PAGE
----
"I'm passionate about kids, and I wanted to find a way I could take my marketing and advertising background, my passion for kids, and my strong interest in working with nonprofits and mission-driven organizations, and tie that all together. When I learned about the DCF Kids Fund, I knew I found my thing."
About the Wonderfund
To illustrate what the Wonderfund does, Baker tells the story of a kid who didn't sign up for Little League because he didn't have a glove.
"A social worker asked us," she said. "We gave her the ability to get him a glove and get him signed up, and he played — and that's awesome. So we want to make that happen everywhere."
Baker wants to grow the charity so that it could someday touch the lives of the 50,000 kids and teens involved with the Department of Children and Families on any given day. These are some of the neediest kids in the state, who come to foster care from every city and town, sometimes with only the clothes on their backs.
The Wonderfund provides emergency aid, such as a new duffel bag, pair of pajamas or a teddy bear or other essentials to the estimated 10,000 or so children who enter state foster care each year.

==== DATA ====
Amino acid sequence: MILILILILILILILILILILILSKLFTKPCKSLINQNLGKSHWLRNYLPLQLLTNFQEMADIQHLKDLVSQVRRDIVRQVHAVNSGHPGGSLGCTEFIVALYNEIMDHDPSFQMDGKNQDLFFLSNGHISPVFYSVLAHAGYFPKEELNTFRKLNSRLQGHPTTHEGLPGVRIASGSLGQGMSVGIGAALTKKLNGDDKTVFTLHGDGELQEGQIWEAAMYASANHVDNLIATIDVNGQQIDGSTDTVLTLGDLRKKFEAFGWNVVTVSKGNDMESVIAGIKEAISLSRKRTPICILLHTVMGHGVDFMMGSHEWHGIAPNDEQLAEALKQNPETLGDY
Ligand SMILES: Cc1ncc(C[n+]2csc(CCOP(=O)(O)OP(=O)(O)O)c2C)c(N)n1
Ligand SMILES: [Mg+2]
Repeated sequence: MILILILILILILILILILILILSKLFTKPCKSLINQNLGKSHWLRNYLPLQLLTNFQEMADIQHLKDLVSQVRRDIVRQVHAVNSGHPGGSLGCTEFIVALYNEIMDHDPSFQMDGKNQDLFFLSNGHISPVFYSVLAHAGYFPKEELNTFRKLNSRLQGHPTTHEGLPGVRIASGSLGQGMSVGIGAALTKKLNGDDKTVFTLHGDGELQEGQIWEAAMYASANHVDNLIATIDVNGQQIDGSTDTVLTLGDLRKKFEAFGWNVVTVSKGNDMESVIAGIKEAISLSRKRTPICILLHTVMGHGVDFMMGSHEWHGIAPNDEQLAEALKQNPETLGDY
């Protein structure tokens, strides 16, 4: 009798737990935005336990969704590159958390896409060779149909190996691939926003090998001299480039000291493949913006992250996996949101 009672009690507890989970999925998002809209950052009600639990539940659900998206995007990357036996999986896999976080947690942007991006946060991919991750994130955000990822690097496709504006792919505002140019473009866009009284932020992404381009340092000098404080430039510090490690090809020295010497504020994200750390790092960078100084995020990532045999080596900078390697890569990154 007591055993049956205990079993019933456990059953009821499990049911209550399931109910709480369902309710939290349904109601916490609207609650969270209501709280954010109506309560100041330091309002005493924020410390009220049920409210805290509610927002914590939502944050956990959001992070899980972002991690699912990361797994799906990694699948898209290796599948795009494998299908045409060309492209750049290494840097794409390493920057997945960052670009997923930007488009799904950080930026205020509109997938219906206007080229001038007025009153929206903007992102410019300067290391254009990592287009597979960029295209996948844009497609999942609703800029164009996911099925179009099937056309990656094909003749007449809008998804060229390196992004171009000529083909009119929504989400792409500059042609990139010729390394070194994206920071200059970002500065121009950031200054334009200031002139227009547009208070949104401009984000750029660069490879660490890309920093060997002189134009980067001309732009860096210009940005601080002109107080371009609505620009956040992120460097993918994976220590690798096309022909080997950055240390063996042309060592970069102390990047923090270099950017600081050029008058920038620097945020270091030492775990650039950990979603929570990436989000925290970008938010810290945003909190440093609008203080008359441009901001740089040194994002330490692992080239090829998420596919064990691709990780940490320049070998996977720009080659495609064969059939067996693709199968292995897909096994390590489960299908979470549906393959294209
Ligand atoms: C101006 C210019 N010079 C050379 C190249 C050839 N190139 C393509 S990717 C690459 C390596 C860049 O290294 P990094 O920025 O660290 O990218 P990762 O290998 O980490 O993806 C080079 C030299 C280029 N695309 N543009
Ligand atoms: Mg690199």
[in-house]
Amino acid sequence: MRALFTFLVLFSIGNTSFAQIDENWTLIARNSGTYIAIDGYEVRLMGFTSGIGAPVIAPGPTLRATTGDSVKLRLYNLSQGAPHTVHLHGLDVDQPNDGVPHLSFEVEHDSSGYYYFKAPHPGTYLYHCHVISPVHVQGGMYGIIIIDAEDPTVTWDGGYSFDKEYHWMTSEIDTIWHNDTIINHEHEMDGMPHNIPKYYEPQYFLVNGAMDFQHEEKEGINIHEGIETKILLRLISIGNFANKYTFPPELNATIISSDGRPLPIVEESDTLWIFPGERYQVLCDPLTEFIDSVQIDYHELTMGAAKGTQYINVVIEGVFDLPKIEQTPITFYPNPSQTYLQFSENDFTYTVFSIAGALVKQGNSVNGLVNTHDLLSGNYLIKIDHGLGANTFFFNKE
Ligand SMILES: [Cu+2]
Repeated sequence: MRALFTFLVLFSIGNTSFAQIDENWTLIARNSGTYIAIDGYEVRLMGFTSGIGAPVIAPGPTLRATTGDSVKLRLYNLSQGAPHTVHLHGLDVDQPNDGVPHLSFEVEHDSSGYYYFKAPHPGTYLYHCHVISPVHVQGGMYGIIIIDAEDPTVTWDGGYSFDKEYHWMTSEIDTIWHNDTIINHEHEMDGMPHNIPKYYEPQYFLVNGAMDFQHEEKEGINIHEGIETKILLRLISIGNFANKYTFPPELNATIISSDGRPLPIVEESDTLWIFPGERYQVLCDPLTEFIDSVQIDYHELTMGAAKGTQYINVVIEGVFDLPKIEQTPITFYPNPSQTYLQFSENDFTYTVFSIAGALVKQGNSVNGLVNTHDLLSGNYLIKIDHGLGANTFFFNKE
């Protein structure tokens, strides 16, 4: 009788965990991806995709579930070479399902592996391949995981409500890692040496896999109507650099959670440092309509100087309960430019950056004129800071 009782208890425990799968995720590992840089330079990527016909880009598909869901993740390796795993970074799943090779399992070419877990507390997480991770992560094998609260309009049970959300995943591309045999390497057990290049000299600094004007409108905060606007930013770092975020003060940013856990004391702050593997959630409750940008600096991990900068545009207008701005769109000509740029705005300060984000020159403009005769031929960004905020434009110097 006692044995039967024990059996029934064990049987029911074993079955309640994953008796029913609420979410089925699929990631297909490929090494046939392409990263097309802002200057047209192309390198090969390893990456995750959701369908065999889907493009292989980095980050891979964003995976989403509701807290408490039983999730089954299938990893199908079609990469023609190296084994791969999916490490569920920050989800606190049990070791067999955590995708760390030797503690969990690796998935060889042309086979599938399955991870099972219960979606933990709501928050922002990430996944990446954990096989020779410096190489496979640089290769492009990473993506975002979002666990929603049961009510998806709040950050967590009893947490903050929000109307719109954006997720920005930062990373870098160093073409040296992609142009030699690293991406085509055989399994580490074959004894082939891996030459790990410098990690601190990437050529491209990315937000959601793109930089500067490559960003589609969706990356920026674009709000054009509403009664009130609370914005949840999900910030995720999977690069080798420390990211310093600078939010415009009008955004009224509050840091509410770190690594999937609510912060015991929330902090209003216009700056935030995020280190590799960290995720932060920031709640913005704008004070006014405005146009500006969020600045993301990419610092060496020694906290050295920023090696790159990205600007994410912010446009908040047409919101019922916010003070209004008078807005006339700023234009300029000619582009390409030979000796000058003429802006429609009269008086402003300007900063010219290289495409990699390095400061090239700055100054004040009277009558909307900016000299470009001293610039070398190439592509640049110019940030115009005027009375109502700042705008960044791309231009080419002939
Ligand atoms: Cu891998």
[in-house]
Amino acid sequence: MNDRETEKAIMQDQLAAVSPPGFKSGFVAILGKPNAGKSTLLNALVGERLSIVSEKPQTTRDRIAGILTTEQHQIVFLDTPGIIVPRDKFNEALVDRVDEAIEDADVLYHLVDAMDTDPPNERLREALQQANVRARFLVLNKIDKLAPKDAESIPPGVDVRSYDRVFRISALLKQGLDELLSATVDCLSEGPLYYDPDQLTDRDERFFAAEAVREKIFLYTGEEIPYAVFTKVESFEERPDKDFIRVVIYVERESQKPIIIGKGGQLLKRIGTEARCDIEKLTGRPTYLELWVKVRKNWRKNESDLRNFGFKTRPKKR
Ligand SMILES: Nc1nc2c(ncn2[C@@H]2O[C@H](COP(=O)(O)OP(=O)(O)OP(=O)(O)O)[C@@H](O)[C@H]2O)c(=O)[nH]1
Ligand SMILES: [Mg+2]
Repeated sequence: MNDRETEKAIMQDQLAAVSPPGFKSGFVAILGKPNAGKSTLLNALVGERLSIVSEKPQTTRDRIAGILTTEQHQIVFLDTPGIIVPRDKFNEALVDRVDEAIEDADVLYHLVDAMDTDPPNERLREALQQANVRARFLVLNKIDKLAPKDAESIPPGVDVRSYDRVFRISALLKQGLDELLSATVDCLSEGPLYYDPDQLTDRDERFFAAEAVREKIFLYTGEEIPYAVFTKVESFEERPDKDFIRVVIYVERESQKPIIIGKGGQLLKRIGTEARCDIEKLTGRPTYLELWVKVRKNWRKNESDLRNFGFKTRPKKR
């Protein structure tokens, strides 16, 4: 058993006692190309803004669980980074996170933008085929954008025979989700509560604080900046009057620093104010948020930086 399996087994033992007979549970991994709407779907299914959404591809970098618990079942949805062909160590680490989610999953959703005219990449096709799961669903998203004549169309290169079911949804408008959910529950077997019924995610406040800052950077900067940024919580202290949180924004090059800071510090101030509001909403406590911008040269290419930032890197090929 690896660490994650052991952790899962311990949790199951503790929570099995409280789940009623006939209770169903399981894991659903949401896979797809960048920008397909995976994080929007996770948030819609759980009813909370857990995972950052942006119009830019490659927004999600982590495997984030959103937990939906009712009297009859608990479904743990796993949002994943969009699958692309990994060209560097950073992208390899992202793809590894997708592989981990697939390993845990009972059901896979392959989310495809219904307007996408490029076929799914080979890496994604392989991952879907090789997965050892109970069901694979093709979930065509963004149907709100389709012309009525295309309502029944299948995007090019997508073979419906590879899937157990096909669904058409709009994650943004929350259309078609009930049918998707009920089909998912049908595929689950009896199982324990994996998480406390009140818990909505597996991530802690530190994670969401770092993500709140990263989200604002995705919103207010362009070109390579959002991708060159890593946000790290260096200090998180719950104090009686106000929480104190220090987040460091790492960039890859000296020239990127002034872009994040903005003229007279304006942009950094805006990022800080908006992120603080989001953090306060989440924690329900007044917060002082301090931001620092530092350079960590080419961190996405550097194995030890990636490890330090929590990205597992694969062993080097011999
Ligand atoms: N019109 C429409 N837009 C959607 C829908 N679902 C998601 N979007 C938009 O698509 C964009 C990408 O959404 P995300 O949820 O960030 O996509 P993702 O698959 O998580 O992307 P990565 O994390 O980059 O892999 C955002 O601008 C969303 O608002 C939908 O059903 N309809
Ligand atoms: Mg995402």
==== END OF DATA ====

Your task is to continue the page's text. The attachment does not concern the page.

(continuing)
By working directly with social workers, the fund can also pay for enrichment programs, such as an instrument rental, school field trips, registration fees or athletic equipment. It can pay for an SAT prep course or voice lessons. The fund also provides for school vacation and summer camps, including camps that reunite siblings who have been separated by foster care. The charity also coordinates the delivery of donated holiday gifts through the agency's 29 area offices.
They recently got a thank-you note, she said, from a 16-year-old girl who had been in and out of foster care, and who was living with a mother who had substance abuse issues. She was facing a February break with nothing to do, but she wanted to become certified as a lifeguard.
"The social worker asked, we paid for her to do that one-week certification program during her February vacation. So now this young woman is a certified lifeguard. She can get a great-paying job whenever she wants. She's hanging around with good kids in a healthy environment. ...